Can I ski with arthritis? 3 things you need to know before hitting the slopes

Simple answer, yes, you can ski with arthritis. It can still be enjoyable if you understand how to appropriately prepare your joints. There are important things to take into account including balance and confidence on one leg, muscle endurance, and keeping your joints warm. With these three things, you will be able to enjoy your adventure on the mountain with friends and family.

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Living with arthritis doesn’t mean you have to give up on your adventures. I have met lots of ambitious people who have been dealing with joint pain and stiffness who work very hard to stay out on the mountain! Doing the right things can keep you on the mountain too, even without paying the price afterwards. 

One woman who I recently worked with thought her skiing days were over because she didn’t feel confident in her knee, especially when moving downhill at a fast pace! 

After dedicating herself to consistent exercise and building strength in her knees again along with improving her balance- she was able to enjoy the ski season, after missing several previous seasons already.

Your skiing adventures don’t have to be over because of arthritis!

It is important you read each carefully as these three things are equally as important. There are some instances skiing may not be a good idea and those are at the end of the article.

3 tips on how to ski with arthritis

These three tips below can help to ensure you enjoy this ski season. The importance is the right exercise selection and consistency so you can achieve your goals.

Making sure your joints are prepared to keep up with you without paying for it later is key to success this ski season.

1. Improve single leg strength and balance

When you ski, you need your legs to have symmetrical strength to keep you balanced. You also need power from your leg muscles (glutes, quads, calves) to keep you in a stable position. These muscles are all incredibly important to keep you safe, especially at higher speeds. 

If you have asymmetrical strength, meaning some of our muscles are working more than others or one leg is weaker than the other, you could have uneven loads going through your joints. This can typically lead to more pain. So what movements should you master if you want to ski with arthritis? Here are two movements to focus on.

1. Single Leg Squat

This is one of my all time favorite exercises to test readiness for higher level sports such as skiing. Read more about sports and arthritis here.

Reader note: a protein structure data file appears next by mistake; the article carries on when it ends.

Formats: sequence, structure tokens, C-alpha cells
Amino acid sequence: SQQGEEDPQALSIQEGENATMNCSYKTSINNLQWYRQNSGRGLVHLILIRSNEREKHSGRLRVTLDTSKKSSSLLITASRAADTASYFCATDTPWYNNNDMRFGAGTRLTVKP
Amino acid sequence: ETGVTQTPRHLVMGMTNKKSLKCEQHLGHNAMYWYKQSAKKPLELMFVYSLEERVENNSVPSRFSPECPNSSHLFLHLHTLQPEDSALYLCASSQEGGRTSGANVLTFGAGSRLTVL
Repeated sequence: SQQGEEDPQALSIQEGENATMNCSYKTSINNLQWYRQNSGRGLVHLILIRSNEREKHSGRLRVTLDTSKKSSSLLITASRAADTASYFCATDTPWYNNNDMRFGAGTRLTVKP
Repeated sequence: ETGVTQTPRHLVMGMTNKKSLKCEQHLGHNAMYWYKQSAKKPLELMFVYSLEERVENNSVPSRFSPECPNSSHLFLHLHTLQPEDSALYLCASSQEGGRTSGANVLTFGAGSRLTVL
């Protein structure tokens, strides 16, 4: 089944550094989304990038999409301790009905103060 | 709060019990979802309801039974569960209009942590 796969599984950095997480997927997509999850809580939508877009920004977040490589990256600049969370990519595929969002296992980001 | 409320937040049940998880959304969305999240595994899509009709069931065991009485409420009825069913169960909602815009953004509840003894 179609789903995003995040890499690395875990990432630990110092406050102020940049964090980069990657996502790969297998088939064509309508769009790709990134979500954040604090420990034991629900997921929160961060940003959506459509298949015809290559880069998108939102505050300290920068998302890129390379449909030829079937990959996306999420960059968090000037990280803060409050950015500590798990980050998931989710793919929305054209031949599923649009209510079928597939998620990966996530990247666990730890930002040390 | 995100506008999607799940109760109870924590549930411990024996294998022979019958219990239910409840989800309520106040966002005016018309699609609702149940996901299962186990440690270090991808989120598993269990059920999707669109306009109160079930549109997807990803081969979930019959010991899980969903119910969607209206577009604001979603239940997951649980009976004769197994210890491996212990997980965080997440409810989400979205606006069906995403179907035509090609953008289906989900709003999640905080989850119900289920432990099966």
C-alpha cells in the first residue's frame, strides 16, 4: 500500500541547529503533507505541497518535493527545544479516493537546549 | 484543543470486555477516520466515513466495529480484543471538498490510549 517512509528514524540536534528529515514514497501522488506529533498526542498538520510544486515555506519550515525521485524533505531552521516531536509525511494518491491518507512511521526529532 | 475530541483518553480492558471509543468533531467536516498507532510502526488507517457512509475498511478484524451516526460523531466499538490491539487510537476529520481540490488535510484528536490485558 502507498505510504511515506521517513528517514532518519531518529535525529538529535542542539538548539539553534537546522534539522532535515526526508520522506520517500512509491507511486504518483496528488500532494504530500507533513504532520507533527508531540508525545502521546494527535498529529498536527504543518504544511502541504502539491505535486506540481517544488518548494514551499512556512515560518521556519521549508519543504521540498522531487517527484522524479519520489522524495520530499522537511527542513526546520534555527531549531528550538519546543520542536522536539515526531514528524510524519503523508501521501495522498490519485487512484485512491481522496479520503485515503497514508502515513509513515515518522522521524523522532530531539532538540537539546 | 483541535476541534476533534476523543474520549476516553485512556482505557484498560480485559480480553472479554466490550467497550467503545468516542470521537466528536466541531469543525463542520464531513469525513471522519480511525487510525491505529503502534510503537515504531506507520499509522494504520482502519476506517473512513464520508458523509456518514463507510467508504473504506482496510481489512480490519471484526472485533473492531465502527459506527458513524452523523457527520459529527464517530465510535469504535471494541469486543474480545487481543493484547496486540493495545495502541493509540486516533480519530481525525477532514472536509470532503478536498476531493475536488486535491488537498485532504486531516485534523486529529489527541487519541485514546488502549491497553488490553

This exercise is a difficult one so if this feels hard to you at first, that’s okay! The idea is to find things that are difficult and get better at them.

Master the supported single leg squat, at least 10 reps on each side without pushing off using your arms. This exercise challenges the muscles that are important for skiing.

Ideally, you want to be able to complete this exercise with your other leg out straight and toe pointed up. If you are having difficulty, practice with your leg slightly in front of the leg you are standing up with. Continue to increase the distance between your feet. The goal is to complete 10 reps on each side with control, confidence, and without significant pain.

2. Single Leg Balance

Master the single leg dumbbell pass through balance exercise. This exercise challenges your single leg balance. When your body is trying to balance yourself, it counts on all the muscles in your legs to work together. Find out more detail about balance and arthritis here.

If you feel unstable or experience pain, your muscles likely are not working together how they should. Some muscles may be compensating for others, altering where the load is going through your joints.

With appropriate balance, you are more likely to have stronger, more stable joints especially during high level activities. The goal is to be able to complete this exercise for at least 60 seconds each side with a 5-10lb dumbbell.

When you ski with arthritis, you are relying on your balance to be able to react to different movements, such as side to side. This exercise can help to train that.

These two exercises will help give you a good idea of your single leg strength and balance. Practice will help you to continue to get better.

Keep in mind, these are the basics and if you are trying to perform at a higher level or looking to do a high volume of skiing- you will likely need a further strength program.

If you are having pain or difficulty with either exercise, there are modifications we can make to help you work up to it! It is so important to master these basic movements to ensure success on the slopes.

If you are unsure of where to get started, joining in on the free 4 Day Kickstart Your Arthritis Adventure Challenge is a great first step. You will get 4 arthritis-friendly workouts that help show you safe movements for your joints while building strength and improving balance.

2. improve your stamina

Skiing challenges not only your muscle power but also how long your muscles can perform for. This is called muscle endurance. If your muscle endurance is lacking, this means our muscles fatigue quickly.

When your muscles fatigue quickly, you change your mechanics which can lead to parts of your joint taking more stress.

For example, if your quad (thigh muscles) or glutes fatigue easily, you start relying on muscles in your low back or in your hips to help compensate. This can lead to more pain and a higher risk for muscle strains especially with arthritis.

Now think about this

Do you feel out of breath walking up and down the stairs or walking up and down hills? If so, that may be an indication to work on your endurance. What should you do to make sure your endurance is up to snuff?